It’s (girl) child’s play on television | tv | Hindustan Times
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It’s (girl) child’s play on television

Have you noticed how the age group of the protagonists of most serials and reality shows has been dipping lower and lower? Most channels have shows with very young girls playing the main leads. Poonam Saxena examines.

tv Updated: Jun 05, 2009 23:04 IST
Poonam Saxena

There may be no new films in movie halls, but it’s raining new shows on the entertainment channels. Everyone, it seems, was just waiting for IPL to get over, and the moment the last ball was bowled and the last dance danced (Katrina Kaif unfortunately doing some highly forgettable dance moves), the channels rolled out their new shows.

Have you noticed how the age group of the protagonists of most serials and reality shows has been dipping lower and lower? Most channels have shows with very young girls playing the main leads.

There’s Balika Vadhu and Uttaran on Colors, Sabki Ladli Bebo on Star Plus. Zee TV’s latest is Aapki Antara about a five-year-old autistic girl, and the same channel is also starting L’il Champs (a music talent show for children). In any case, most serials never had protagonists older than 17 or 18 years (a 21-year-old female lead? Ancient and over the hill!) But now they’ve moved from late teens to early teens to pre-teens to small children.

Next, we’ll have serials about infants and toddlers who will gurgle and burp instead of speaking dialogues. Maybe even babies in the womb (a mythological on Abhimanyu? After all, he was taking classes on military warfare in his mother’s womb).

But why this obsession with small children? Here’s my explanation: The focus of most serials has always been a female protagonist who is severely tested by fate and family and spends much of her time crying or looking sad. The audience is encouraged to ‘feel’ deeply for her sufferings and weep with her through all the trials and tribulations of her life.

Now think of how much more poignant the story would become if the protagonist is a really young girl, even a child. Think of how much more strongly audiences will ‘feel’ for her, how much more they will sigh and weep.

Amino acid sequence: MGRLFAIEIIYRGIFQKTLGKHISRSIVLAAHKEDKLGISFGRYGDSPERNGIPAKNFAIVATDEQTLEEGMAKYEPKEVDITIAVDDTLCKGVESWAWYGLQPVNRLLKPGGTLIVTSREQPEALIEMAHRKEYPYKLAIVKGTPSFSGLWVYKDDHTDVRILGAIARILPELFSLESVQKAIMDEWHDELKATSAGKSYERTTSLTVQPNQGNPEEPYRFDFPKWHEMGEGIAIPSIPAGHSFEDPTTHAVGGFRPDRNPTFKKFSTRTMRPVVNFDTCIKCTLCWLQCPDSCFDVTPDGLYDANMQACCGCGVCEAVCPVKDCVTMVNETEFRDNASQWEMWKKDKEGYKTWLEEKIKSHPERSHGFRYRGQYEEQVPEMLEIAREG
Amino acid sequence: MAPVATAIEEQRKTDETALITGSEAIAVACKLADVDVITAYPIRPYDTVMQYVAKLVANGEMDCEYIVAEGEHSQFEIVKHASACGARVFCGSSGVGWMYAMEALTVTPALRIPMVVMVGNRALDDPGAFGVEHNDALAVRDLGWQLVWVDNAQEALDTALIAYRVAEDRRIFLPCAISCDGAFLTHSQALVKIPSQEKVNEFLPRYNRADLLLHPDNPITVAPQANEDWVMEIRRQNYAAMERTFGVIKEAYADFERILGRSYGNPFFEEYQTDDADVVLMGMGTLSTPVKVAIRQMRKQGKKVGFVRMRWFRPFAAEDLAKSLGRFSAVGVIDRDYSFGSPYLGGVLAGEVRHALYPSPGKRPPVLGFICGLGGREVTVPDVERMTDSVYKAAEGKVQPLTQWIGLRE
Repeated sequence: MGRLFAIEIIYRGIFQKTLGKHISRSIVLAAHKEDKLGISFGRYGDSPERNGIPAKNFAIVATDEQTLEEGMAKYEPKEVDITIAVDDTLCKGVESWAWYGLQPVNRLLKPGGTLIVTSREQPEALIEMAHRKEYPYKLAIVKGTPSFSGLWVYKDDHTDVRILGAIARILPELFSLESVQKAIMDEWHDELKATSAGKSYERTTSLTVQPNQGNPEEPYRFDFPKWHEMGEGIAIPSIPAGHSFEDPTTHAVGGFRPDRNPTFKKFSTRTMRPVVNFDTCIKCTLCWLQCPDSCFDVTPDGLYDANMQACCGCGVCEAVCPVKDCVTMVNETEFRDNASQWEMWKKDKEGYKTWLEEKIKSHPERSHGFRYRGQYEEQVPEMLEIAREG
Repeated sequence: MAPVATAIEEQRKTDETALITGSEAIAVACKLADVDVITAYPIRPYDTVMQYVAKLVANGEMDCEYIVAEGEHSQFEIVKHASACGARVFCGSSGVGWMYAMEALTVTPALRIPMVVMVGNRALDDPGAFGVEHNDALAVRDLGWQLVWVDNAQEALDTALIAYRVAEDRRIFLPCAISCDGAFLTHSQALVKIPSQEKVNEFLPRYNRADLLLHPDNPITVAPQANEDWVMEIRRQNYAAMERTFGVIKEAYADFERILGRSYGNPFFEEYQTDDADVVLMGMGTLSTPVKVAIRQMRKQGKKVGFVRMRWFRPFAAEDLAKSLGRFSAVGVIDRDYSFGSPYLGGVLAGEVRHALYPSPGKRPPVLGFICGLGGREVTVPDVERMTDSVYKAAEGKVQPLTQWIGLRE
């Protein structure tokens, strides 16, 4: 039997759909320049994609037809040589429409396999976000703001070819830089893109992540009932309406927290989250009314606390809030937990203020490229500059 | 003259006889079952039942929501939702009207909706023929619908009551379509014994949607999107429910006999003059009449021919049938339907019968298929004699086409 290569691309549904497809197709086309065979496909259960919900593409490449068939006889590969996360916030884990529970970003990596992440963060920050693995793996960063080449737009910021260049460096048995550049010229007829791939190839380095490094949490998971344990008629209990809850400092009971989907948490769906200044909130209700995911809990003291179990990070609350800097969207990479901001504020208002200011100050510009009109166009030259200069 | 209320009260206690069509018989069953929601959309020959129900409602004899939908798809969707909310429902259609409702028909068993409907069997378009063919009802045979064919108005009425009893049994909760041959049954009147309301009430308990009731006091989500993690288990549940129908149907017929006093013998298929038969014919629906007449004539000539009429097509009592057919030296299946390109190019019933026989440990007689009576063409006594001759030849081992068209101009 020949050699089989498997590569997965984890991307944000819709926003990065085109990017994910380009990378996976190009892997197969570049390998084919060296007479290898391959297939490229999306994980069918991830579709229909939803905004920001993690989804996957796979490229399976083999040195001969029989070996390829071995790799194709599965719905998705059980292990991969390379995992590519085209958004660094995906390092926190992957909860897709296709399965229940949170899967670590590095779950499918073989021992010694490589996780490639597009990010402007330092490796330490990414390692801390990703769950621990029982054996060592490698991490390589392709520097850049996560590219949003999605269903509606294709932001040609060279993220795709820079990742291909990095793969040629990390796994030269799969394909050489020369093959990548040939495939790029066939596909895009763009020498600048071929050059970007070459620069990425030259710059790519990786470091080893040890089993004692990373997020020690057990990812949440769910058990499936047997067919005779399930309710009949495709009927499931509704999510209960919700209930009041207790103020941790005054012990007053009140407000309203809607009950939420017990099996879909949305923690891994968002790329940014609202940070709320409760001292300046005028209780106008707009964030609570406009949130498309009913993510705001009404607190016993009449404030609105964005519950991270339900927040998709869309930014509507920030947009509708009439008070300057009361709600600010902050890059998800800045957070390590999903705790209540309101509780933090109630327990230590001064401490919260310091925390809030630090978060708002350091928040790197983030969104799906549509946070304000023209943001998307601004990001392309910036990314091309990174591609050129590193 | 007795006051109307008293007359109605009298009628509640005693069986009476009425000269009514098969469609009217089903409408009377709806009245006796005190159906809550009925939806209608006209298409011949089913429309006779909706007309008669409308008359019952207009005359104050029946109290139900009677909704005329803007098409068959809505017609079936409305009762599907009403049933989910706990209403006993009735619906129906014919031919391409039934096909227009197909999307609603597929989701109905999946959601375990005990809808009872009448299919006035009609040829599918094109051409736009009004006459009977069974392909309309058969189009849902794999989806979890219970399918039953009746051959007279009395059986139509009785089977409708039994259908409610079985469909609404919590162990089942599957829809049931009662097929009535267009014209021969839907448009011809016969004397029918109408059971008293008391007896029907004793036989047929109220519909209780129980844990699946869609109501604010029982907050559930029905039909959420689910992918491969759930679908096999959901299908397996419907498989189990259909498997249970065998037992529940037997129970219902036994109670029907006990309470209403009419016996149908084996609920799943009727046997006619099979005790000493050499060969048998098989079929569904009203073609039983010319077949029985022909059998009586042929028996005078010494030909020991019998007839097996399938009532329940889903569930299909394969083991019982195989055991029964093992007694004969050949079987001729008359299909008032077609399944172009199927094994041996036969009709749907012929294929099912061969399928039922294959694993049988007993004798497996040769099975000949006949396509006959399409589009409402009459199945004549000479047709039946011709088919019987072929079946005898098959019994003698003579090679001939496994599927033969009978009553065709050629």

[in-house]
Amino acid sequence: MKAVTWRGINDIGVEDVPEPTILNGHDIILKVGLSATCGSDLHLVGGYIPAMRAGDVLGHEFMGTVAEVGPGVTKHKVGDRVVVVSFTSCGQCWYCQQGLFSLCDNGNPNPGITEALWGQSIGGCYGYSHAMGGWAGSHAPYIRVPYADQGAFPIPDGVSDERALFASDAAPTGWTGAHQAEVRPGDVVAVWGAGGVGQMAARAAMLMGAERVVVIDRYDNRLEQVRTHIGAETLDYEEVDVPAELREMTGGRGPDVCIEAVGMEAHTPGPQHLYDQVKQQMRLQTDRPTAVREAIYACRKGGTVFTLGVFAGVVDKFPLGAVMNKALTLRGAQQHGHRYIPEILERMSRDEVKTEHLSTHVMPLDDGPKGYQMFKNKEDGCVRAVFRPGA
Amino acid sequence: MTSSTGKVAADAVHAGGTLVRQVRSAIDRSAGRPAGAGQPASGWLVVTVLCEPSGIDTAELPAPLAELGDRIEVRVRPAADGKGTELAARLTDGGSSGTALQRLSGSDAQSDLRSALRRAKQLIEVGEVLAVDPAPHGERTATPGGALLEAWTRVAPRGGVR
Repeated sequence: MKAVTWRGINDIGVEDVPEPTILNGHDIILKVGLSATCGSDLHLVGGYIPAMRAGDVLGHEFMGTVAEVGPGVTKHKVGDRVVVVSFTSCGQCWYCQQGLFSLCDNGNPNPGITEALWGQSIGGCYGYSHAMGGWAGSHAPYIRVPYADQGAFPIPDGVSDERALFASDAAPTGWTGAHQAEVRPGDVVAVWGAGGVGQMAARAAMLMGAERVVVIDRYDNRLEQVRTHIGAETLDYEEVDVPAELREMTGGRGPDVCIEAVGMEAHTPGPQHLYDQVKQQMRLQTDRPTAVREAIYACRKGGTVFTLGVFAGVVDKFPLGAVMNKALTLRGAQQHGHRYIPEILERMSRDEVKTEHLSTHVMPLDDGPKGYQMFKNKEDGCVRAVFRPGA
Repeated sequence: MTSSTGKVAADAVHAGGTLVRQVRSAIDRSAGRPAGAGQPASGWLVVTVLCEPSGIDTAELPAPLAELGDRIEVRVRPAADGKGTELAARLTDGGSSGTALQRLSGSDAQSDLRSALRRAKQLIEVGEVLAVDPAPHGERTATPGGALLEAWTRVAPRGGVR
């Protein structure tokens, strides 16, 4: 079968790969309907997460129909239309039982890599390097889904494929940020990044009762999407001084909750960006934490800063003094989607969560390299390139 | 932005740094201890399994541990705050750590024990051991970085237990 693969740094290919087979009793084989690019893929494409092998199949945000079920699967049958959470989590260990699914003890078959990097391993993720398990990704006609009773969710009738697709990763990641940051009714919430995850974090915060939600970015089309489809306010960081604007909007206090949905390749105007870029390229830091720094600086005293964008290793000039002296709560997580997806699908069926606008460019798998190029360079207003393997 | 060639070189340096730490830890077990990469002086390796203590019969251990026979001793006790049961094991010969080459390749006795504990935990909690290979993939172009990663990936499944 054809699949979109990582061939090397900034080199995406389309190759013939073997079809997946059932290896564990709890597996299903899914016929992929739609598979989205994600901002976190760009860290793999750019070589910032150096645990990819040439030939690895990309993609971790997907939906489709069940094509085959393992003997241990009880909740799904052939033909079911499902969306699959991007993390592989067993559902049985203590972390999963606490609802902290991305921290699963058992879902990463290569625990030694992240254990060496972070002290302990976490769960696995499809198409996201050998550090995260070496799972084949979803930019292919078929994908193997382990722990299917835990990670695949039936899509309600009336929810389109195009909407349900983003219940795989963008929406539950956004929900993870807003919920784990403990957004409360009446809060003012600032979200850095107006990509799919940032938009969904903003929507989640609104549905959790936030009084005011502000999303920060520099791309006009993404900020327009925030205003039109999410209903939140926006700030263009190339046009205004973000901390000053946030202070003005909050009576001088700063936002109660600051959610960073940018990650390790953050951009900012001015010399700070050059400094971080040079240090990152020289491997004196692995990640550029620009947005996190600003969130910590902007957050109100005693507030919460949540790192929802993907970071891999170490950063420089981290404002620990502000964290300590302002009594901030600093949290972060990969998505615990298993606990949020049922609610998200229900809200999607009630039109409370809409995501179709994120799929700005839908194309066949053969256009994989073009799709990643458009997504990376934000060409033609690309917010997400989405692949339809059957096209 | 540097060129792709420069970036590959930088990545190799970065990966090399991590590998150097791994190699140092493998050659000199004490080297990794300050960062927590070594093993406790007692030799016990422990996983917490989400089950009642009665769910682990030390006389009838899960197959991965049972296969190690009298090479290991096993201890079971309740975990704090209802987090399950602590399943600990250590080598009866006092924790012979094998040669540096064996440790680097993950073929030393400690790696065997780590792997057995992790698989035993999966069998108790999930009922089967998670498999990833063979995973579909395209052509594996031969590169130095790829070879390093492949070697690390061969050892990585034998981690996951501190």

It’s exploitative and disturbing. Just like talent shows with children. On the face of it, there doesn’t seem to be anything wrong with such shows. After all, this is a chance for children to display their talent, isn’t it? How bad could that possibly be?

But what of the other parts of these shows — when the children are criticised by insensitive judges, when they are eliminated, when they are asked, “Kaisa lag raha hai? How are you feeling at being eliminated? Are you disappointed? Will your parents be disappointed?” And so on.

You don’t need to be a genius to figure out that all this is not exactly great for a child’s self-esteem and psychological well-being.

Anyhow, the other new shows include Seeta Aur Geeta (NDTV Imagine) which is a TV adaptation of the Ramesh Sippy film where Hema Malini played the iconic double role. Director Pankaj Parashar did a version with Sridevi many years later (Chalbaaz), different because of its strong element of humour and comedy. Actually, the fun and games really start when Geeta takes Seeta’s place, but we have to wait for a bit before the serial reaches that stage in the story.

Star Plus has begun Mitwa, and according to the current fashion of serials around social issues, this one is about caste.

The high caste men stride around the village as though they own it (they probably do), while their womenfolk trail behind them, their heads covered, laden with mountains of jewellery. And the low caste villagers?

They keep prostrating themselves whenever a high caste person passes by (maybe they’re hallucinating and think they’re seeing Jayalalitha). I was reminded of those Seventies films about Thakurs and their subservient ‘subjects’ with Amrish Puri thundering about khandaan ki izzat and Thakuron ki shaan and the like.

Also caught Hans Baliye on Star One, in which husband-wife teams do comic acts and are judged by David Dhawan and Karisma Kapoor. All the acts borrow heavily from the most tired clichés — hen-pecked husbands, nagging wives etc. Not funny.